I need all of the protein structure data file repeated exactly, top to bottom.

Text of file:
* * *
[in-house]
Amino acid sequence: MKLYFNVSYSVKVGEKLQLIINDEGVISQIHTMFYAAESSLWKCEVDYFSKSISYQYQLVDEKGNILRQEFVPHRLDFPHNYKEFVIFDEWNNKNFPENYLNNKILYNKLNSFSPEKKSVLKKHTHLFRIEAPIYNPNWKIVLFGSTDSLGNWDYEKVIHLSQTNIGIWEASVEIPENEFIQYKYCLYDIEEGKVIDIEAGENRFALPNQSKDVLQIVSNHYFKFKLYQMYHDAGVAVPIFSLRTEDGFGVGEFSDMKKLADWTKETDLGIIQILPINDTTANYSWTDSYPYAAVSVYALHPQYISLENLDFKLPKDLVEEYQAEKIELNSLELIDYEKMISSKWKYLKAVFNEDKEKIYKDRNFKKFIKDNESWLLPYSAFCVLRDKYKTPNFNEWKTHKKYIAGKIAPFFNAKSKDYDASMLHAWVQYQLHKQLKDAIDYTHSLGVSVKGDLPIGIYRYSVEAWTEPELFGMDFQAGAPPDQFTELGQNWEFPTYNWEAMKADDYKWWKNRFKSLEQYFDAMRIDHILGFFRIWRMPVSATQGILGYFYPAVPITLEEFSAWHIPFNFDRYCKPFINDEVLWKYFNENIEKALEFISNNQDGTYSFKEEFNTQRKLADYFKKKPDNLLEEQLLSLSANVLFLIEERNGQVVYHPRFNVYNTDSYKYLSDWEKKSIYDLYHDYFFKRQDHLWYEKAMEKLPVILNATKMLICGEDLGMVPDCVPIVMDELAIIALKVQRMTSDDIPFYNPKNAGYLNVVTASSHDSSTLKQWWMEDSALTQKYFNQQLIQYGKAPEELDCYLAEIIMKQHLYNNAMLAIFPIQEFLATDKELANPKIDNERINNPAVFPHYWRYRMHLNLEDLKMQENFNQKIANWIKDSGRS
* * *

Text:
[in-house]
Amino acid sequence: MKLYFNVSYSVKVGEKLQLIINDEGVISQIHTMFYAAESSLWKCEVDYFSKSISYQYQLVDEKGNILRQEFVPHRLDFPHNYKEFVIFDEWNNKNFPENYLNNKILYNKLNSFSPEKKSVLKKHTHLFRIEAPIYNPNWKIVLFGSTDSLGNWDYEKVIHLSQTNIGIWEASVEIPENEFIQYKYCLYDIEEGKVIDIEAGENRFALPNQSKDVLQIVSNHYFKFKLYQMYHDAGVAVPIFSLRTEDGFGVGEFSDMKKLADWTKETDLGIIQILPINDTTANYSWTDSYPYAAVSVYALHPQYISLENLDFKLPKDLVEEYQAEKIELNSLELIDYEKMISSKWKYLKAVFNEDKEKIYKDRNFKKFIKDNESWLLPYSAFCVLRDKYKTPNFNEWKTHKKYIAGKIAPFFNAKSKDYDASMLHAWVQYQLHKQLKDAIDYTHSLGVSVKGDLPIGIYRYSVEAWTEPELFGMDFQAGAPPDQFTELGQNWEFPTYNWEAMKADDYKWWKNRFKSLEQYFDAMRIDHILGFFRIWRMPVSATQGILGYFYPAVPITLEEFSAWHIPFNFDRYCKPFINDEVLWKYFNENIEKALEFISNNQDGTYSFKEEFNTQRKLADYFKKKPDNLLEEQLLSLSANVLFLIEERNGQVVYHPRFNVYNTDSYKYLSDWEKKSIYDLYHDYFFKRQDHLWYEKAMEKLPVILNATKMLICGEDLGMVPDCVPIVMDELAIIALKVQRMTSDDIPFYNPKNAGYLNVVTASSHDSSTLKQWWMEDSALTQKYFNQQLIQYGKAPEELDCYLAEIIMKQHLYNNAMLAIFPIQEFLATDKELANPKIDNERINNPAVFPHYWRYRMHLNLEDLKMQENFNQKIANWIKDSGRS